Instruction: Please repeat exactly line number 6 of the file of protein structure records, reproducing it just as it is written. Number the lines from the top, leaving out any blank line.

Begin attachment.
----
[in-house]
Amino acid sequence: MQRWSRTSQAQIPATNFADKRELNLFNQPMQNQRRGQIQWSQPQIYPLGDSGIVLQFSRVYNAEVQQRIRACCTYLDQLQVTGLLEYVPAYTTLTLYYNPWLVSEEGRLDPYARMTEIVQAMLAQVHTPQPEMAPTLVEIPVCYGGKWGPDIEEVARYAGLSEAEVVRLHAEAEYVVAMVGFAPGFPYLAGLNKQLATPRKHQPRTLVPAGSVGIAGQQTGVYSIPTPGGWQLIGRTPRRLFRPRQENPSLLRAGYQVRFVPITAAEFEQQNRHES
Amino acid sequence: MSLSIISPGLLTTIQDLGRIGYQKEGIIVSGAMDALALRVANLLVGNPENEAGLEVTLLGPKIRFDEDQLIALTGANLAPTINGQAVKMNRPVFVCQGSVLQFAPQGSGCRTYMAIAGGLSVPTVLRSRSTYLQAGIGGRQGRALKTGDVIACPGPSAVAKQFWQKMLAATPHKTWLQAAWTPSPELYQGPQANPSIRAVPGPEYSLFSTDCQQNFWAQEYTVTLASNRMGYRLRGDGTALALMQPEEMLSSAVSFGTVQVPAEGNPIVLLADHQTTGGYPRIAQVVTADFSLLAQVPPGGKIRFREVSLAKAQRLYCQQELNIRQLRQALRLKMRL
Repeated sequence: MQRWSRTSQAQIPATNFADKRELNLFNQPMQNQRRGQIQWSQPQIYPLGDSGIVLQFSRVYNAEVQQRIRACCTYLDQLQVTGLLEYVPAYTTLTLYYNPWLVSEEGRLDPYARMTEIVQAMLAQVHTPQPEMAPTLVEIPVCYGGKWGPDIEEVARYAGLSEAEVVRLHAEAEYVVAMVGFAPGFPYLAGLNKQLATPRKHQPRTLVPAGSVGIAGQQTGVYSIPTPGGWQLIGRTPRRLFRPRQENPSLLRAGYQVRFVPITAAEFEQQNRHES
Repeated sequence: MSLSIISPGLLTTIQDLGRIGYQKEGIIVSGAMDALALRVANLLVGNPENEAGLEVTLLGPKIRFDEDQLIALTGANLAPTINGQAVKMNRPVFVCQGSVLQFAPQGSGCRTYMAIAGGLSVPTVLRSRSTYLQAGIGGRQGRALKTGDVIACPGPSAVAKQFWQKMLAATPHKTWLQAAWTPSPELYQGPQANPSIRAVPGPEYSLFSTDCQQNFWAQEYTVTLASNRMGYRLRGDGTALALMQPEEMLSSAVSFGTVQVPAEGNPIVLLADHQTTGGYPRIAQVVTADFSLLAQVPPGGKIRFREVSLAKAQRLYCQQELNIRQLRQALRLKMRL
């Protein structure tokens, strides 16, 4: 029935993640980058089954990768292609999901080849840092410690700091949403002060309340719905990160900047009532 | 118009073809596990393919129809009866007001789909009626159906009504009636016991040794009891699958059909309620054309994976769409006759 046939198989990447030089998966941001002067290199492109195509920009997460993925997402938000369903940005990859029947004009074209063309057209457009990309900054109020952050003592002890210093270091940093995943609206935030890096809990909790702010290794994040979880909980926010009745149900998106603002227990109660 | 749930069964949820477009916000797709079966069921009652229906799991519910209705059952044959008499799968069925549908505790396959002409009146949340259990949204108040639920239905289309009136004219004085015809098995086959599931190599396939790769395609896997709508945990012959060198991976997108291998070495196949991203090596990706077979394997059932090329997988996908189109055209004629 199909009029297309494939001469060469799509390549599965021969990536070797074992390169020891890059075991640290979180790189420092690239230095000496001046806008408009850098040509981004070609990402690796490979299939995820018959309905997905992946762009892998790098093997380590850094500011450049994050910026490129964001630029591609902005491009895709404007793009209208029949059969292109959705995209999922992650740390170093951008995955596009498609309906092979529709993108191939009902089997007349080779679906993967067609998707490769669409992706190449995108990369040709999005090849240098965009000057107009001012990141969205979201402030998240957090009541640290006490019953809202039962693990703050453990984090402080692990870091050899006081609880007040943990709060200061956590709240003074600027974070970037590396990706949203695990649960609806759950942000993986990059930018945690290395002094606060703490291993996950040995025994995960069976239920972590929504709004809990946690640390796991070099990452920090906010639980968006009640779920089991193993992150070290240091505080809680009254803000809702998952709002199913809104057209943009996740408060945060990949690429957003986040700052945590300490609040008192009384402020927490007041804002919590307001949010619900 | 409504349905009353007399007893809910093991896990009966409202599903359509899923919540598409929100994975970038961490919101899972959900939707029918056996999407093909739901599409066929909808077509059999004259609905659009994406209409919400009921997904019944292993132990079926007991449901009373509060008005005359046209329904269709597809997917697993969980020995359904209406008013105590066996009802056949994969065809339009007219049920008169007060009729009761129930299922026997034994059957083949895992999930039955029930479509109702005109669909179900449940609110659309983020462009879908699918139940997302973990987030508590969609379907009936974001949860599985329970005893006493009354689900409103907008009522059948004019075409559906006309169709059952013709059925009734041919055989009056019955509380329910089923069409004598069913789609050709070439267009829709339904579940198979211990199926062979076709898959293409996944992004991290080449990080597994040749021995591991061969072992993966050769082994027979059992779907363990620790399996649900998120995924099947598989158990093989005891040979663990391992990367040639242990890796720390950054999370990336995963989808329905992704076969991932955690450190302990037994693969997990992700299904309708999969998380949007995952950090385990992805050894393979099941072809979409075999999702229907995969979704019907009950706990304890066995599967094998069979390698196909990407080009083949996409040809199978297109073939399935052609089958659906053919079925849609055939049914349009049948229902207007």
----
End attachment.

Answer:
């Protein structure tokens, strides 16, 4: 029935993640980058089954990768292609999901080849840092410690700091949403002060309340719905990160900047009532 | 118009073809596990393919129809009866007001789909009626159906009504009636016991040794009891699958059909309620054309994976769409006759 046939198989990447030089998966941001002067290199492109195509920009997460993925997402938000369903940005990859029947004009074209063309057209457009990309900054109020952050003592002890210093270091940093995943609206935030890096809990909790702010290794994040979880909980926010009745149900998106603002227990109660 | 749930069964949820477009916000797709079966069921009652229906799991519910209705059952044959008499799968069925549908505790396959002409009146949340259990949204108040639920239905289309009136004219004085015809098995086959599931190599396939790769395609896997709508945990012959060198991976997108291998070495196949991203090596990706077979394997059932090329997988996908189109055209004629 199909009029297309494939001469060469799509390549599965021969990536070797074992390169020891890059075991640290979180790189420092690239230095000496001046806008408009850098040509981004070609990402690796490979299939995820018959309905997905992946762009892998790098093997380590850094500011450049994050910026490129964001630029591609902005491009895709404007793009209208029949059969292109959705995209999922992650740390170093951008995955596009498609309906092979529709993108191939009902089997007349080779679906993967067609998707490769669409992706190449995108990369040709999005090849240098965009000057107009001012990141969205979201402030998240957090009541640290006490019953809202039962693990703050453990984090402080692990870091050899006081609880007040943990709060200061956590709240003074600027974070970037590396990706949203695990649960609806759950942000993986990059930018945690290395002094606060703490291993996950040995025994995960069976239920972590929504709004809990946690640390796991070099990452920090906010639980968006009640779920089991193993992150070290240091505080809680009254803000809702998952709002199913809104057209943009996740408060945060990949690429957003986040700052945590300490609040008192009384402020927490007041804002919590307001949010619900 | 409504349905009353007399007893809910093991896990009966409202599903359509899923919540598409929100994975970038961490919101899972959900939707029918056996999407093909739901599409066929909808077509059999004259609905659009994406209409919400009921997904019944292993132990079926007991449901009373509060008005005359046209329904269709597809997917697993969980020995359904209406008013105590066996009802056949994969065809339009007219049920008169007060009729009761129930299922026997034994059957083949895992999930039955029930479509109702005109669909179900449940609110659309983020462009879908699918139940997302973990987030508590969609379907009936974001949860599985329970005893006493009354689900409103907008009522059948004019075409559906006309169709059952013709059925009734041919055989009056019955509380329910089923069409004598069913789609050709070439267009829709339904579940198979211990199926062979076709898959293409996944992004991290080449990080597994040749021995591991061969072992993966050769082994027979059992779907363990620790399996649900998120995924099947598989158990093989005891040979663990391992990367040639242990890796720390950054999370990336995963989808329905992704076969991932955690450190302990037994693969997990992700299904309708999969998380949007995952950090385990992805050894393979099941072809979409075999999702229907995969979704019907009950706990304890066995599967094998069979390698196909990407080009083949996409040809199978297109073939399935052609089958659906053919079925849609055939049914349009049948229902207007």